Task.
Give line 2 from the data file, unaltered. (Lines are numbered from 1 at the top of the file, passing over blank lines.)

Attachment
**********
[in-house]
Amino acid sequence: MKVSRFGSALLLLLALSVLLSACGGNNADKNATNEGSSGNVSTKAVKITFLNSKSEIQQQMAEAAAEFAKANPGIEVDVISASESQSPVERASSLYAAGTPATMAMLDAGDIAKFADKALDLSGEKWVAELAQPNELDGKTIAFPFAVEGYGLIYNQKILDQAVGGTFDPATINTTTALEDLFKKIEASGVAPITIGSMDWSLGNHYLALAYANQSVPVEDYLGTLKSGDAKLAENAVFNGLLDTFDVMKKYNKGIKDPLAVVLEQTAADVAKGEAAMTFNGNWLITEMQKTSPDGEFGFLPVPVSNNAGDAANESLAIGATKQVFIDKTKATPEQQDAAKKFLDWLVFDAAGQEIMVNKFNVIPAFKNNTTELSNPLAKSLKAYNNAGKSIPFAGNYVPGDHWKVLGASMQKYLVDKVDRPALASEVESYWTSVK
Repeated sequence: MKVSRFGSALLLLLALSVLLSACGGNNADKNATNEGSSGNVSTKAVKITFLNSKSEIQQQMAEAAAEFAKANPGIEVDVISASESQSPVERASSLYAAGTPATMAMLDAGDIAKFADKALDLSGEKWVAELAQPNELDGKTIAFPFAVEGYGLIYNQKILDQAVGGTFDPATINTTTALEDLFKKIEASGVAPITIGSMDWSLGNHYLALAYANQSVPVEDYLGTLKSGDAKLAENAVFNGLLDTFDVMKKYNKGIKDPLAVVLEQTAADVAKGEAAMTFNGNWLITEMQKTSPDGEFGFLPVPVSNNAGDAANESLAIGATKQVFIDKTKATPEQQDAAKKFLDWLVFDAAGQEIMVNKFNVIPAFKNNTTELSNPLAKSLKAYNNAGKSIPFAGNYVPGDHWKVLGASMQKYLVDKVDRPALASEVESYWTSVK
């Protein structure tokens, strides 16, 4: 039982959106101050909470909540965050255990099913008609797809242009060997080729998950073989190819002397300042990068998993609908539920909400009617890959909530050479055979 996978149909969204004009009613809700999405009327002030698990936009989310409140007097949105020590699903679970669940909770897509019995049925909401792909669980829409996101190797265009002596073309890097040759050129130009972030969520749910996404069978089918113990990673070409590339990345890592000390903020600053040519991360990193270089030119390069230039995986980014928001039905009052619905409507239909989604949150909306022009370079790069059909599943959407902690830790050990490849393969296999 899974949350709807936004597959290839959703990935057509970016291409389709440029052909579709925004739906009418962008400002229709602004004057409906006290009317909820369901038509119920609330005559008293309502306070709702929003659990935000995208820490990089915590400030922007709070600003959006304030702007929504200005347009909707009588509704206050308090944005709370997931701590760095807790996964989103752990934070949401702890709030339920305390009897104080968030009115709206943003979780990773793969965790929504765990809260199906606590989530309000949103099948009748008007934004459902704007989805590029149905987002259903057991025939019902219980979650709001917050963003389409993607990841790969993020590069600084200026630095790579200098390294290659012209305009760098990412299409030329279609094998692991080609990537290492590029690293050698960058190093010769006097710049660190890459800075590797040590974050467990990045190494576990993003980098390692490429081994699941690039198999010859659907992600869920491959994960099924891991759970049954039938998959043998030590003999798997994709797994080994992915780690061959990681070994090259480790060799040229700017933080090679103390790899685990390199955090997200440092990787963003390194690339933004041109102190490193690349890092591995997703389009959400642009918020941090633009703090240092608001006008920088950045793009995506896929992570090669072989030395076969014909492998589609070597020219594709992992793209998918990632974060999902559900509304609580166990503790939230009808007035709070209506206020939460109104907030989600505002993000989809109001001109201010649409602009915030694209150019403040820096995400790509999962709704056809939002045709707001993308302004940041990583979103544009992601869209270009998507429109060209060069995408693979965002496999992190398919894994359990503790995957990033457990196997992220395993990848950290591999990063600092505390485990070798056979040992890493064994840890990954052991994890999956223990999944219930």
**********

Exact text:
Amino acid sequence: MKVSRFGSALLLLLALSVLLSACGGNNADKNATNEGSSGNVSTKAVKITFLNSKSEIQQQMAEAAAEFAKANPGIEVDVISASESQSPVERASSLYAAGTPATMAMLDAGDIAKFADKALDLSGEKWVAELAQPNELDGKTIAFPFAVEGYGLIYNQKILDQAVGGTFDPATINTTTALEDLFKKIEASGVAPITIGSMDWSLGNHYLALAYANQSVPVEDYLGTLKSGDAKLAENAVFNGLLDTFDVMKKYNKGIKDPLAVVLEQTAADVAKGEAAMTFNGNWLITEMQKTSPDGEFGFLPVPVSNNAGDAANESLAIGATKQVFIDKTKATPEQQDAAKKFLDWLVFDAAGQEIMVNKFNVIPAFKNNTTELSNPLAKSLKAYNNAGKSIPFAGNYVPGDHWKVLGASMQKYLVDKVDRPALASEVESYWTSVK